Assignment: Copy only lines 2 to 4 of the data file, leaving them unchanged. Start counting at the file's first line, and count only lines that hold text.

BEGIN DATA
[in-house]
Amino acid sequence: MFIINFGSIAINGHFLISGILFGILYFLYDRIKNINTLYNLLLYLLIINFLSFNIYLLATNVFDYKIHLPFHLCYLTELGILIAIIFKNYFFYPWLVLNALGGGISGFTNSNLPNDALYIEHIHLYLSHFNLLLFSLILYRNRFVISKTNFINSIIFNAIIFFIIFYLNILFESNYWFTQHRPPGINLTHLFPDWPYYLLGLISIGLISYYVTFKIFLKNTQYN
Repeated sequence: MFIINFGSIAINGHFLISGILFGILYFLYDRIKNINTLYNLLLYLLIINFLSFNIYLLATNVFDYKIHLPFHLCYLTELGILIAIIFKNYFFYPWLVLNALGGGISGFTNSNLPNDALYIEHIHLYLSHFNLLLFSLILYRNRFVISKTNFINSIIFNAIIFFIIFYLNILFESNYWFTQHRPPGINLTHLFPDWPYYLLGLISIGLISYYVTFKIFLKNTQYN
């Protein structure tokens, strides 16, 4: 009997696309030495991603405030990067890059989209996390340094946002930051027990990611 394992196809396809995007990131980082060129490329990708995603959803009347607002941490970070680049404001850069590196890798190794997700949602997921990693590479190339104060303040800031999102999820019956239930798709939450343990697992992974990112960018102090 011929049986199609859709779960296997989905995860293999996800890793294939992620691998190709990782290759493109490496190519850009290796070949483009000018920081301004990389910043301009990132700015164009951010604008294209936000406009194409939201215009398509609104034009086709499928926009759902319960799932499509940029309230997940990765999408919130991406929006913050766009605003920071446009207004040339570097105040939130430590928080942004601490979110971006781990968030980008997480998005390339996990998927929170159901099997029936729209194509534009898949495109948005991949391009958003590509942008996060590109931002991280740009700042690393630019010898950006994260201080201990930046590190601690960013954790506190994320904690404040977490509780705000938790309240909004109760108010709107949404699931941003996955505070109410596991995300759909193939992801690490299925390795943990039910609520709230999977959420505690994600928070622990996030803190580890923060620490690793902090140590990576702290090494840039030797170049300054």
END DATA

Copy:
Amino acid sequence: MFIINFGSIAINGHFLISGILFGILYFLYDRIKNINTLYNLLLYLLIINFLSFNIYLLATNVFDYKIHLPFHLCYLTELGILIAIIFKNYFFYPWLVLNALGGGISGFTNSNLPNDALYIEHIHLYLSHFNLLLFSLILYRNRFVISKTNFINSIIFNAIIFFIIFYLNILFESNYWFTQHRPPGINLTHLFPDWPYYLLGLISIGLISYYVTFKIFLKNTQYN
Repeated sequence: MFIINFGSIAINGHFLISGILFGILYFLYDRIKNINTLYNLLLYLLIINFLSFNIYLLATNVFDYKIHLPFHLCYLTELGILIAIIFKNYFFYPWLVLNALGGGISGFTNSNLPNDALYIEHIHLYLSHFNLLLFSLILYRNRFVISKTNFINSIIFNAIIFFIIFYLNILFESNYWFTQHRPPGINLTHLFPDWPYYLLGLISIGLISYYVTFKIFLKNTQYN
């Protein structure tokens, strides 16, 4: 009997696309030495991603405030990067890059989209996390340094946002930051027990990611 394992196809396809995007990131980082060129490329990708995603959803009347607002941490970070680049404001850069590196890798190794997700949602997921990693590479190339104060303040800031999102999820019956239930798709939450343990697992992974990112960018102090 011929049986199609859709779960296997989905995860293999996800890793294939992620691998190709990782290759493109490496190519850009290796070949483009000018920081301004990389910043301009990132700015164009951010604008294209936000406009194409939201215009398509609104034009086709499928926009759902319960799932499509940029309230997940990765999408919130991406929006913050766009605003920071446009207004040339570097105040939130430590928080942004601490979110971006781990968030980008997480998005390339996990998927929170159901099997029936729209194509534009898949495109948005991949391009958003590509942008996060590109931002991280740009700042690393630019010898950006994260201080201990930046590190601690960013954790506190994320904690404040977490509780705000938790309240909004109760108010709107949404699931941003996955505070109410596991995300759909193939992801690490299925390795943990039910609520709230999977959420505690994600928070622990996030803190580890923060620490690793902090140590990576702290090494840039030797170049300054």